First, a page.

Life After Lockdown: Continuing to look after our Mental Health
Some praise is certainly in order after you and those closest to you have navigated your way through the lengthy challenging lockdown measures. Us humans have shown how resilient and adaptable we can be to changing and adverse circumstances. However, this has not been easy and has challenged our mental well-being on a daily basis.
In this post we look at the feelings and emotions we are likely to experience as we transition out of lockdown to a NEW NORMAL phase. How are we responding to these emotions as life re-opens? And what strategies can we put in place to protect our mental health during this unprecedented time?
⦁ HOW ARE YOU FEELING? In spite of raised levels of anxiety some of us may have been getting accustomed to our new lockdown routine, adapting to new ways of working, shopping, exercising and family routine. As lockdown restrictions are eased, once again we face more change. As seen in our previous posts this change poses a perceived threat to us, which in turn can evoke feelings of FEAR and ANXIETY. We may continue to feel OVERWHELMED and STRESSED OUT! For some it may be EXCITEMENT and ANTICIPATION they experience at the prospect of these new freedoms. The hardships we face and where we are on this journey will vary greatly from person to person.
⦁ What is going on in our brains right now? A primitive part of our brain called the AMYGDALA reacts fast and instinctively, overpowering the measured, thinking part of our brain in the frontal lobes. This serves to protect us at times of threat, propelling us into FIGHT or FLIGHT mode. As we enter into another period of uncertainty our behavioural responses to this NEW THREAT may be impulsive and irrational.
⦁ ARE WE BEING HIJACKED BY OUR THOUGHTS & FEELINGS? Alongside our innate response to change we may have to contend with many unhelpful thoughts and feelings which have the ability to hijack us, affecting our behaviour. We may be fearful about travelling on public transport, entering shops or interactions with health care professionals. Our thoughts may go something like, “I’m too scared to visit my GP’s surgery”; “I’m worried about having to wear a mask”; “what if I pick up Covid-19 from there?”; “this all feels too hard, I’ll just stay at home”. A more helpful approach for us at this time is to UNHOOK from these stifling thoughts.
⦁ To reduce being hijacked by our strong thoughts and feelings we can try to improve our PSYCHOLOGICAL FLEXIBILITY. Essentially, this means being able to stay in contact with the present moment in spite of disruptive thoughts, unpleasant feelings and bodily sensations. Then, subsequently CHOOSING behaviour appropriate for the situation which is rooted in our PERSONAL VALUES.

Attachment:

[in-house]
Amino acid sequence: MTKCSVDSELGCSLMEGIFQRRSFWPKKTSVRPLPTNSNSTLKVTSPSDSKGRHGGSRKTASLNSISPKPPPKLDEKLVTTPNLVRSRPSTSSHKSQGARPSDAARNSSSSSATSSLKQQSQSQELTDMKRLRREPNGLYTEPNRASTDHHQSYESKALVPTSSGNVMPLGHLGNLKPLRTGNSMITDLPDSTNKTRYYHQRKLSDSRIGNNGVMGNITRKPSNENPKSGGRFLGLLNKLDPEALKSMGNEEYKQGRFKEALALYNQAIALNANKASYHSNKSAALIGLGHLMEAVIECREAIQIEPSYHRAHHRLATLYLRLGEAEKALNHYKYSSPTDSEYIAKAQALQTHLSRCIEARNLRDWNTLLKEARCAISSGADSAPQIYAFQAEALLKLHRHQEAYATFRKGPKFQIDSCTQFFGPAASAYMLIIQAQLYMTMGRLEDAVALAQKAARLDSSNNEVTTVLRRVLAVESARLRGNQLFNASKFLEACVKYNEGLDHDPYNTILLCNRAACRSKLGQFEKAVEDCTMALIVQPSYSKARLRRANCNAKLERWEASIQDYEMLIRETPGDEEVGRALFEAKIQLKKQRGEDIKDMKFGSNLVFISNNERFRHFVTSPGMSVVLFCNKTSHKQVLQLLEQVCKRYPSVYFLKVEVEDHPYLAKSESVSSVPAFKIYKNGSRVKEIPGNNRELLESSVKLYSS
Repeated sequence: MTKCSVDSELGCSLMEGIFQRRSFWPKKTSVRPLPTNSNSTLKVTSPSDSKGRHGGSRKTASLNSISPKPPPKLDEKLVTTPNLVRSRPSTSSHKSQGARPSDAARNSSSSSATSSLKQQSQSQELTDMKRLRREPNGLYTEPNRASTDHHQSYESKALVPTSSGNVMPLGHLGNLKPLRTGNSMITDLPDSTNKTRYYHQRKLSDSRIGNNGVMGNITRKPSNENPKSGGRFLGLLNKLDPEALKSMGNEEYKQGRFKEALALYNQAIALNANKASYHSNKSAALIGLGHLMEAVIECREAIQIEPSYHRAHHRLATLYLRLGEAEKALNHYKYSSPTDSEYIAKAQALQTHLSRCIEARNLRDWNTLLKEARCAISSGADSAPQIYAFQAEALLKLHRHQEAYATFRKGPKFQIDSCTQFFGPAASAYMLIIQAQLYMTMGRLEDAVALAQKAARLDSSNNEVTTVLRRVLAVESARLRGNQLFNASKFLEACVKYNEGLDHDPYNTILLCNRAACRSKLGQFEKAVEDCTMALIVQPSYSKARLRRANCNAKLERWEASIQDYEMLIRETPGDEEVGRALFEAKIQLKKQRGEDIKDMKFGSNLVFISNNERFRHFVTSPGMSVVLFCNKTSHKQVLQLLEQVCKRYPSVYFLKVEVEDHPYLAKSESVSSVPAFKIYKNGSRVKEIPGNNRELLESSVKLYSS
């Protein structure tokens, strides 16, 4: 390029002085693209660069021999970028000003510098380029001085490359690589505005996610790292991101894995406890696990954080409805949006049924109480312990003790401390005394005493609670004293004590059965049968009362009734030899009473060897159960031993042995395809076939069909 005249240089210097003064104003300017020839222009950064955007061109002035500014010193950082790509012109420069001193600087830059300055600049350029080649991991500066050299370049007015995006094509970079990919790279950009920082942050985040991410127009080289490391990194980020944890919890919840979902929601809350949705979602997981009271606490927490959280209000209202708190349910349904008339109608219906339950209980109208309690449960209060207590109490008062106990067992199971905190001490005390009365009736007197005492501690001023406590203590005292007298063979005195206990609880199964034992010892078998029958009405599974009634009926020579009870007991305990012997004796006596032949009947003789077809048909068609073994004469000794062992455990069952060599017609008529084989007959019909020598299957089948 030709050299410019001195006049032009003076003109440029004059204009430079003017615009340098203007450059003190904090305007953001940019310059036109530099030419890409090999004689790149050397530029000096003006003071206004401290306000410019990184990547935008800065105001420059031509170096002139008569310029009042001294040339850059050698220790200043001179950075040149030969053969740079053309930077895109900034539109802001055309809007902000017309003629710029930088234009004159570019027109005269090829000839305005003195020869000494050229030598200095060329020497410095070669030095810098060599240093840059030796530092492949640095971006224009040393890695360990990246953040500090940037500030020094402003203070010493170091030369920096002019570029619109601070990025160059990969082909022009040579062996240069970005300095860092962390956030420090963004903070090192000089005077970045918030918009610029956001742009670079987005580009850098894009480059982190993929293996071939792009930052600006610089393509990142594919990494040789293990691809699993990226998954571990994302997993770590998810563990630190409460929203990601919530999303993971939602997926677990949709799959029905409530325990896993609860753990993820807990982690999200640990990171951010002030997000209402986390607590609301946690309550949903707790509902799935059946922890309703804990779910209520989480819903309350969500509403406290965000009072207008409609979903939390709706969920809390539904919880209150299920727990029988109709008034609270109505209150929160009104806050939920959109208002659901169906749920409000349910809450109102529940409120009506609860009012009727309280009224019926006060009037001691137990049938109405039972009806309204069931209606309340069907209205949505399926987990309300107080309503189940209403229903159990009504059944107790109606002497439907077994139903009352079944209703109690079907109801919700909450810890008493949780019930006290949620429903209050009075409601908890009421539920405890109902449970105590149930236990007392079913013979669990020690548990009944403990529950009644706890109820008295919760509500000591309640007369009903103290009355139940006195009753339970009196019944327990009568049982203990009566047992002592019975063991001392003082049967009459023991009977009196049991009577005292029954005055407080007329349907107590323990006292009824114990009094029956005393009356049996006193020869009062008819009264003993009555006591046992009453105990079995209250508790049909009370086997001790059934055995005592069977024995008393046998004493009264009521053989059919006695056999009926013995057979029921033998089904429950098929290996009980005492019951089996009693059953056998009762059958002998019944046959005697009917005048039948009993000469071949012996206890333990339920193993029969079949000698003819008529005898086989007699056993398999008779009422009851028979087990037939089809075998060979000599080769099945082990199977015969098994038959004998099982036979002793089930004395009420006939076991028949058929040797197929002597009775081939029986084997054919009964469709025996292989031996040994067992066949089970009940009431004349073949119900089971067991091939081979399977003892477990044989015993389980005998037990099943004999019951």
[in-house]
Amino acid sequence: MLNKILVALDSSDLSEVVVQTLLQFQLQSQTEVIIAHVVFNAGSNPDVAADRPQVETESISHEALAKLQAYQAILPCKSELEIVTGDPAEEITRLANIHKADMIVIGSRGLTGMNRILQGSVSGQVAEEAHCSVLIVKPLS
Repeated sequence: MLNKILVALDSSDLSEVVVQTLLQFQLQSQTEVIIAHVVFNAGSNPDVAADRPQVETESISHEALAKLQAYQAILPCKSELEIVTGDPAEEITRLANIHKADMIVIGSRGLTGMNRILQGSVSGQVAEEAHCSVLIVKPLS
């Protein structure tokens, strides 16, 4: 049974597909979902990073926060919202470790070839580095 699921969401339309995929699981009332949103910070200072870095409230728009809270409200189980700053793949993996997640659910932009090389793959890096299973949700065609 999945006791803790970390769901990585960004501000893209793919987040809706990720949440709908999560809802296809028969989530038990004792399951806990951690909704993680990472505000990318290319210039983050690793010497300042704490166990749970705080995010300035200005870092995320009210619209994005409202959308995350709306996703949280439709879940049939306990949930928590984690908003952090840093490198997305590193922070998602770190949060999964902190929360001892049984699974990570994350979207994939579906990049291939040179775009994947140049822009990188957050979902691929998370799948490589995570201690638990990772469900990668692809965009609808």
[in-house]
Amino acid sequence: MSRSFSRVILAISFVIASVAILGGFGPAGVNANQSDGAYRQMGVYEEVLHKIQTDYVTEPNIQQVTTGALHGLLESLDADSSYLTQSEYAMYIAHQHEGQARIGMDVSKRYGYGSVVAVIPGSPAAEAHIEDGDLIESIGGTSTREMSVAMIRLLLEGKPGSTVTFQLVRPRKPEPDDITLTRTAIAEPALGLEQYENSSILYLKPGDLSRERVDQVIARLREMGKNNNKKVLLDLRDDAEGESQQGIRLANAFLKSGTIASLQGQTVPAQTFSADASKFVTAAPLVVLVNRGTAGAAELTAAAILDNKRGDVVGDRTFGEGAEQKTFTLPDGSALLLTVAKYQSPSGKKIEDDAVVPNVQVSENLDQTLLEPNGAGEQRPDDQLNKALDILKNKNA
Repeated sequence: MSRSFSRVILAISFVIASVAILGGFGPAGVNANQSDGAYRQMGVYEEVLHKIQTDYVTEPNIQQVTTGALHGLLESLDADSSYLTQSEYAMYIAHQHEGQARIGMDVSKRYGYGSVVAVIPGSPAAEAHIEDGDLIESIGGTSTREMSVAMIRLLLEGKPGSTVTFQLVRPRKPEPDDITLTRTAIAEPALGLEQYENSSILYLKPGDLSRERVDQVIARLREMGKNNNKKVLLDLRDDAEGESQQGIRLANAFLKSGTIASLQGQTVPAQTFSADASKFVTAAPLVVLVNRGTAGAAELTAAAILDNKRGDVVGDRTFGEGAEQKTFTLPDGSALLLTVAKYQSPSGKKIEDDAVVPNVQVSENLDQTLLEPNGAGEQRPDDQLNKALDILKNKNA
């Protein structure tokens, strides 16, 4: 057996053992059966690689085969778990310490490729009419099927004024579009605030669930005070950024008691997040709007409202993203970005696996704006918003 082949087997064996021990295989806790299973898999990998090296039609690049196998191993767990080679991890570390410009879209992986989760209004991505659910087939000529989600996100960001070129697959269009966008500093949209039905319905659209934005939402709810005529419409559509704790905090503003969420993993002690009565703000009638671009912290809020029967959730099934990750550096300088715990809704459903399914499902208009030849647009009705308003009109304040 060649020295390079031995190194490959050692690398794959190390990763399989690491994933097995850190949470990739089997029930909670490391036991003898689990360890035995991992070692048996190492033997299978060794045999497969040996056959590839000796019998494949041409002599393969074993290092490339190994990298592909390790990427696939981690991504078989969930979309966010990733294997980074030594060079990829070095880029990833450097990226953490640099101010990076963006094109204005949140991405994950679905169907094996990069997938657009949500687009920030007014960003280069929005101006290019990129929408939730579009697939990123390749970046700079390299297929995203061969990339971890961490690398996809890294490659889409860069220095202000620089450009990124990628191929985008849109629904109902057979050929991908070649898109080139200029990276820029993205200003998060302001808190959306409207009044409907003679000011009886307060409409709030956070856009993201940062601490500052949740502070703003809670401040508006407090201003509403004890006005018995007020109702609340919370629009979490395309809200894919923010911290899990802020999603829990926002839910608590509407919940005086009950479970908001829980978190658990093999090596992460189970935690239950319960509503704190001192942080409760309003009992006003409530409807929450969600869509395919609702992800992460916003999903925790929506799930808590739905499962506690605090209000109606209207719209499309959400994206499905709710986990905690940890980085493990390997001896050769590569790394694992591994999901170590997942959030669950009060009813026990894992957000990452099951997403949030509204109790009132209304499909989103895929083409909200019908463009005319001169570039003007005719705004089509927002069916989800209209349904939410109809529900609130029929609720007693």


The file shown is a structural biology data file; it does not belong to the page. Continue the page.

⦁ THE IMPORTANCE OF VALUES. It is helpful to identify the values that really matter to us and make us who we want to be (and are a lot of the time!). There are so many; Courage, Authenticity, Flexibility, Honesty, Fun, Contribution, Persistence and so on. Throughout the day, going about our regular activities and interactions we may move TOWARDS these values we hold but when times are difficult and stressful we may move AWAY from them.
⦁ WE ARE ALL DIFFERENT. Certain values will resonate with some and not others; there are no right or wrong values. As the UK starts to reopen we will be guided by these values to make decisions. We need to respect values held by others even if they are not the same as ours. This could mean your neighbour’s evaluation of risk posed to them by Covid-19 is different to yours. Having clarity around our own values will make it easier to communicate them to others.
⦁ A HELPFUL STRATEGY. Living alongside Covid-19 presents us with challenging and unfamiliar situations which will summon up various thoughts and feelings. At these points there is a CHOICE to move TOWARDS the values you hold as very important. In contrast, avoiding a visit to the GP may move AWAY from our values of courage, independence and self-care. This FACE acronym helps to ground us and unhook those unhelpful thoughts and emotions so we can respond more positively:
F – FOCUS on what is in your CONTROL (our behaviour)
A – ACKNOWLEDGE your thoughts and feelings (this is ok)
C – COME back to your body (re-engage with your surroundings)
E – ENGAGE in what you are doing
⦁ LOOKING OUT FOR YOURSELF. We sit on a continuum with regards to our mental health. So if you are feeling some way off where you would usually be, this might be too much at the moment. It is ok (and healthy) to reach out and access help/support services. This could be via your GP or through an Employee Assistance Programme at work. Connect with your Mental Health Champion.
Ever changing advice presents us with constant new uncertainties. Let your VALUES help you FACE these challenges and life after lockdown.